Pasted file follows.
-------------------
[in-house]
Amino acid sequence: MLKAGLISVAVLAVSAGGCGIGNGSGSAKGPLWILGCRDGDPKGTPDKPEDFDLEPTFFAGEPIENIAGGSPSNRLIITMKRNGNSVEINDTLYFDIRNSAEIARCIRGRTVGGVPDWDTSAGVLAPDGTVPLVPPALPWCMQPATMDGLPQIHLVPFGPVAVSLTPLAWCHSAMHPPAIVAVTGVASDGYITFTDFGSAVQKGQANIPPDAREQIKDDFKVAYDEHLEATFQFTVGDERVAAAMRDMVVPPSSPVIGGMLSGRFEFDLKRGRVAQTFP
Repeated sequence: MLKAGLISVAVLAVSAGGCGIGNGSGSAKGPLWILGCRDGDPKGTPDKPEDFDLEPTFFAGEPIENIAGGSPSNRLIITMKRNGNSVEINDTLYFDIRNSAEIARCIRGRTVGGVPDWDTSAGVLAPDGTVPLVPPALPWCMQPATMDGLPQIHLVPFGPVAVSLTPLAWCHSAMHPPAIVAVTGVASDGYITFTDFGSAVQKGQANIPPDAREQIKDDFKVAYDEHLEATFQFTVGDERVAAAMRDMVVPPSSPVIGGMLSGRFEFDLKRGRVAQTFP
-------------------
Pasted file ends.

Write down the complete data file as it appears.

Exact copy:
[in-house]
Amino acid sequence: MLKAGLISVAVLAVSAGGCGIGNGSGSAKGPLWILGCRDGDPKGTPDKPEDFDLEPTFFAGEPIENIAGGSPSNRLIITMKRNGNSVEINDTLYFDIRNSAEIARCIRGRTVGGVPDWDTSAGVLAPDGTVPLVPPALPWCMQPATMDGLPQIHLVPFGPVAVSLTPLAWCHSAMHPPAIVAVTGVASDGYITFTDFGSAVQKGQANIPPDAREQIKDDFKVAYDEHLEATFQFTVGDERVAAAMRDMVVPPSSPVIGGMLSGRFEFDLKRGRVAQTFP
Repeated sequence: MLKAGLISVAVLAVSAGGCGIGNGSGSAKGPLWILGCRDGDPKGTPDKPEDFDLEPTFFAGEPIENIAGGSPSNRLIITMKRNGNSVEINDTLYFDIRNSAEIARCIRGRTVGGVPDWDTSAGVLAPDGTVPLVPPALPWCMQPATMDGLPQIHLVPFGPVAVSLTPLAWCHSAMHPPAIVAVTGVASDGYITFTDFGSAVQKGQANIPPDAREQIKDDFKVAYDEHLEATFQFTVGDERVAAAMRDMVVPPSSPVIGGMLSGRFEFDLKRGRVAQTFP